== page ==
I was inspired to write this short fable on mindfulness after having read the passage quoted above. In our busy lives, it can be easy to succumb to a sort of night blindness. Between work and family commitments it can feel as though our to-do list were never ending. We get wrapped up in always doing something. In this mode, our thoughts tend to leak into our minds the way sweat does from our pores – chatter, chatter, chatter.  It is when we find ourselves constantly doing and chattering that we run the risk of developing night blindness.  The night I’m referring to is the heavy feelings of sadness, stress, worry, and anger that plague us when there is no time to stand still. The blindness comes when all seems dark because we have lost the awareness of any twinkle of good.


Correcting for night blindness involves mindfulness. Mindfulness is an innate ability all humans possess that affords us present-moment awareness. If you’ve been on the go for a while with thoughts streaming in and out of your mind, cultivating mindfulness may require you to stand still in order to really be present. A non-judgmental awareness of where you are right now is at the heart of mindfulness.  If you’ve ever been aware of a gentle breeze caressing your face or noticed a stranger’s kind smile, then you already know the importance of awareness. In practicing mindfulness, you broaden your awareness so that you recognize the flourishes of wonder amid the minutia. Mindfulness is the art of being rather than doing.  So, how does mindfulness correct night blindness? Being informs doing.  When you are mindful of yourself in the present moment, you are much less reactive and much more responsive to the demands of the here and now. You open yourself up to noticing beauty, happiness, and peace.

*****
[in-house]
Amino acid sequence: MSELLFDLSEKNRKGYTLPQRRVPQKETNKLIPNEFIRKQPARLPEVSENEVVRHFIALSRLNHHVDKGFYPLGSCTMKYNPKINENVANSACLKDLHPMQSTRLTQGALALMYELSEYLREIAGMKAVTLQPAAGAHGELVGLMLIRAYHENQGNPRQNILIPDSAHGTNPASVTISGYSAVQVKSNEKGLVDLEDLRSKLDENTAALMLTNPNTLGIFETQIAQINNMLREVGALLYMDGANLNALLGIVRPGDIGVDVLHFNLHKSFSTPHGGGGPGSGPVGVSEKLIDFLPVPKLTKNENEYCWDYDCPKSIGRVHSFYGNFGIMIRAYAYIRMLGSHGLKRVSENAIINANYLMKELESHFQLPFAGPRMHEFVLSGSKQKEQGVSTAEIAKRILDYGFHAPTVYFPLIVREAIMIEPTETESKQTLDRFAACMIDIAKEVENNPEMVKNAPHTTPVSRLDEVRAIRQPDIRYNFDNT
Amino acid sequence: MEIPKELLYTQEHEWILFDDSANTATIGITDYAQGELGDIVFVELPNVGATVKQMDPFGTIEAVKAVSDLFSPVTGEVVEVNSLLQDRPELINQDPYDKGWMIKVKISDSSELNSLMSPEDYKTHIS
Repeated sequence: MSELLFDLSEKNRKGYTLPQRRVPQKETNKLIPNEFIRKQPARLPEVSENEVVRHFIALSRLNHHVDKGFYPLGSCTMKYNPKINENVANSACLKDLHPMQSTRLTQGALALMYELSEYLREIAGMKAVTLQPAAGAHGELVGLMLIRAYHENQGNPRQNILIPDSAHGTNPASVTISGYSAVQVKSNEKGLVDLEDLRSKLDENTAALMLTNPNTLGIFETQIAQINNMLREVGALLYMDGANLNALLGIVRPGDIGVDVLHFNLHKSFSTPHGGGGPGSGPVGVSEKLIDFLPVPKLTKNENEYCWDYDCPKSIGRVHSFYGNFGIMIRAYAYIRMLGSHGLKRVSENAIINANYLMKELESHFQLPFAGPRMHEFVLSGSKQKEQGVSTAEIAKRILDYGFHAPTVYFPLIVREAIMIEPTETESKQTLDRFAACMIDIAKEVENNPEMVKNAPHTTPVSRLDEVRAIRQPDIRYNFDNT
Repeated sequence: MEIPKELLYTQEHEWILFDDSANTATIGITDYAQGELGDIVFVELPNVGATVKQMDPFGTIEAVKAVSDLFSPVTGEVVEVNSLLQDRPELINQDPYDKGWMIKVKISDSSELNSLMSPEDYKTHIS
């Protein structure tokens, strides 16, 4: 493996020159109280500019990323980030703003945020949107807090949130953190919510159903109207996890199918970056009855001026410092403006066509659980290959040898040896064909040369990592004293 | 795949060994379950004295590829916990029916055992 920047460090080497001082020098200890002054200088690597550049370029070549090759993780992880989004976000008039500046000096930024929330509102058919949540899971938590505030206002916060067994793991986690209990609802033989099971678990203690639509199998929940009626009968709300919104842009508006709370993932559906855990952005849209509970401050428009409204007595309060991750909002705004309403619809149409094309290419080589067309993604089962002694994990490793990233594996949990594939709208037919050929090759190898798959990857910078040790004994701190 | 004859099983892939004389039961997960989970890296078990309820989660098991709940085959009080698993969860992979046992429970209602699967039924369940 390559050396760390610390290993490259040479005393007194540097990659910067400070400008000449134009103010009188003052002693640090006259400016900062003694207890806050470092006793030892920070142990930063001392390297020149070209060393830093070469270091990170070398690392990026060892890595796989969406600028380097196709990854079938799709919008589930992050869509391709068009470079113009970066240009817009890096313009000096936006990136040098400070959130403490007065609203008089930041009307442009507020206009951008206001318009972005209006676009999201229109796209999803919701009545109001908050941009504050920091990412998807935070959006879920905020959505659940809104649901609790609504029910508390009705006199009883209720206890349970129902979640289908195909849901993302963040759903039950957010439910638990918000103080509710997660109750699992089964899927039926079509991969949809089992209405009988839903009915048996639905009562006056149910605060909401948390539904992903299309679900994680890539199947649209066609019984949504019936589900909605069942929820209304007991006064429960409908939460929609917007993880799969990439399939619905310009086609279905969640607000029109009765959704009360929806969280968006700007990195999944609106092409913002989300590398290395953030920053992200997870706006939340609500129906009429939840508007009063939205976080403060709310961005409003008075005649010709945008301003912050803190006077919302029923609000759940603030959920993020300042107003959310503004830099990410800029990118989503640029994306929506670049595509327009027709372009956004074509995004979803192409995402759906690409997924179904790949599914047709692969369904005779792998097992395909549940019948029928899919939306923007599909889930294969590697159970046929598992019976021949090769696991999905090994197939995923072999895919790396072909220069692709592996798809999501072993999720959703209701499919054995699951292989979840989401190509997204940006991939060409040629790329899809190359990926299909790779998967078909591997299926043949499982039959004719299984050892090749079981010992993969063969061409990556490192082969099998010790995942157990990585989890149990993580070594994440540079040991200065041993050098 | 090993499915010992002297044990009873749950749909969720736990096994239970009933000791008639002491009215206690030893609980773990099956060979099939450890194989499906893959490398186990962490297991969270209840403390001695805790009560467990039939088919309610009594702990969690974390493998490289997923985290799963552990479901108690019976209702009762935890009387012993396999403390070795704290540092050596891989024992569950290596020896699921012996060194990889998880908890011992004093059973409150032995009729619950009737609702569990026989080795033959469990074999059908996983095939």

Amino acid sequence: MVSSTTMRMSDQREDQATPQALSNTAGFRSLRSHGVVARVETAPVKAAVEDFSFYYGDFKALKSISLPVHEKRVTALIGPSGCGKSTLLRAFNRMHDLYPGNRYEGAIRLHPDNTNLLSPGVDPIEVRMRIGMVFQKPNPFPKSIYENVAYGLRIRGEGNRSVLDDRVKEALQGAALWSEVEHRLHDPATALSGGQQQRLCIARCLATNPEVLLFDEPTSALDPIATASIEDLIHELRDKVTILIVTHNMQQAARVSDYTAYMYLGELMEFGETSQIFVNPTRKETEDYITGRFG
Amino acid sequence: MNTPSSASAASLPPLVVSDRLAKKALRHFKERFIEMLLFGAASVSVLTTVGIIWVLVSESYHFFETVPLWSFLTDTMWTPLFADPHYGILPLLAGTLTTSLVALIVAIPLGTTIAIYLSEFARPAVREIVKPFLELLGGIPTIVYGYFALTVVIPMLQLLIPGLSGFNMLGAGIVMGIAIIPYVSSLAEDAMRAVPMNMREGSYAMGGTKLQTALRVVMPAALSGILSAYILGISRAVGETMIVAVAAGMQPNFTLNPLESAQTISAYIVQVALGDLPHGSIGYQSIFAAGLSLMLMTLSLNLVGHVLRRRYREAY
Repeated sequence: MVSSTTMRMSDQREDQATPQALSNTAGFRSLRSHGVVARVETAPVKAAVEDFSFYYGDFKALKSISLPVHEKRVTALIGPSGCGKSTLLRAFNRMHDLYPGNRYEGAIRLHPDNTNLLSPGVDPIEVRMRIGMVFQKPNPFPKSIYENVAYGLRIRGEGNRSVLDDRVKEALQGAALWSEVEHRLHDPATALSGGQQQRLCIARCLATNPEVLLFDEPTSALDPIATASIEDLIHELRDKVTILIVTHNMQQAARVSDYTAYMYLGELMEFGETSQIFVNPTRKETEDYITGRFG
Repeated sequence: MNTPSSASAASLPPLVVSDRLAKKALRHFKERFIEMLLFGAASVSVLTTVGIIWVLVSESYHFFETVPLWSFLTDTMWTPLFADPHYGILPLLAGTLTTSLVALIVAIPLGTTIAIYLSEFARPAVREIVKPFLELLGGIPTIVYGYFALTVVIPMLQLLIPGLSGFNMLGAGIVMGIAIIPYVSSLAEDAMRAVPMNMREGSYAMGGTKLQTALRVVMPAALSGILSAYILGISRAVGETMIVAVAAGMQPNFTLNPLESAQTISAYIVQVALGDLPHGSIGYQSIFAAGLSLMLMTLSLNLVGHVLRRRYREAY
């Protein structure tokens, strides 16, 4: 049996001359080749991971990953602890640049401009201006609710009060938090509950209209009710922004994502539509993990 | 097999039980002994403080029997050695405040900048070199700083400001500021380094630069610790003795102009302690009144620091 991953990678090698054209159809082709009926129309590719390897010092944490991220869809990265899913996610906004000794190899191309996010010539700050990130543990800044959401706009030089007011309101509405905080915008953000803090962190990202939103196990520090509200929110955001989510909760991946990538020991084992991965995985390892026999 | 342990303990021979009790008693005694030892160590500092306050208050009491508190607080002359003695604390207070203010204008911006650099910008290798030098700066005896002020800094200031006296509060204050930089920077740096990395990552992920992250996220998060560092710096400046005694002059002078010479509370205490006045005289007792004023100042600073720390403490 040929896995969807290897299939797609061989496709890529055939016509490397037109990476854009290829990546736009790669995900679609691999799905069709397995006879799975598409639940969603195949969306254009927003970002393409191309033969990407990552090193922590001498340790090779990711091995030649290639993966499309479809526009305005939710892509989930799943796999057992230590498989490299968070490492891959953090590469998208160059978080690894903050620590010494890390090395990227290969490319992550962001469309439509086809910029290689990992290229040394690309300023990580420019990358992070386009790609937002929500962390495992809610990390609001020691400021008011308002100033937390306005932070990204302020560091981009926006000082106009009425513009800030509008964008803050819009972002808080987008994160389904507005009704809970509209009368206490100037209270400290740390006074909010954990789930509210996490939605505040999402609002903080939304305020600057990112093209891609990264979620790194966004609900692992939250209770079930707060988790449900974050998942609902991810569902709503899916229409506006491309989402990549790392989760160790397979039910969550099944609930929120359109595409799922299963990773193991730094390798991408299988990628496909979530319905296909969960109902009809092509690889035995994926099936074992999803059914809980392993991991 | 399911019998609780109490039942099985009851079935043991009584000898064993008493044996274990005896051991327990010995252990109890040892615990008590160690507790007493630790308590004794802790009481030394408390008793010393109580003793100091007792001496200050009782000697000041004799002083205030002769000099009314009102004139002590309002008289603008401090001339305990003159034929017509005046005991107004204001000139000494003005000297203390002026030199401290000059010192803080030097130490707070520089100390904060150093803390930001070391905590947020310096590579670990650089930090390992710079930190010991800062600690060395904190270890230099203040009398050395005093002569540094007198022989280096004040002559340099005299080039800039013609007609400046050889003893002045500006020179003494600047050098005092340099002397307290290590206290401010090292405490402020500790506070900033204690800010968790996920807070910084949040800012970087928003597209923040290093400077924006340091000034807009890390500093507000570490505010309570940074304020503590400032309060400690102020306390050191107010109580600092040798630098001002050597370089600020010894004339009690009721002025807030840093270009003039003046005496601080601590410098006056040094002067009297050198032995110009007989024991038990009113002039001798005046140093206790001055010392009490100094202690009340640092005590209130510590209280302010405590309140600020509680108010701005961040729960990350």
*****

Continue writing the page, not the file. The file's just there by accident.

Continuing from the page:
About Mindfulness...

 “Stand still. The trees ahead and bushes beside you are not lost. Wherever you are is called Here, and you must treat it as a powerful stranger.”

~ An excerpt from Stand Still by David Wagoner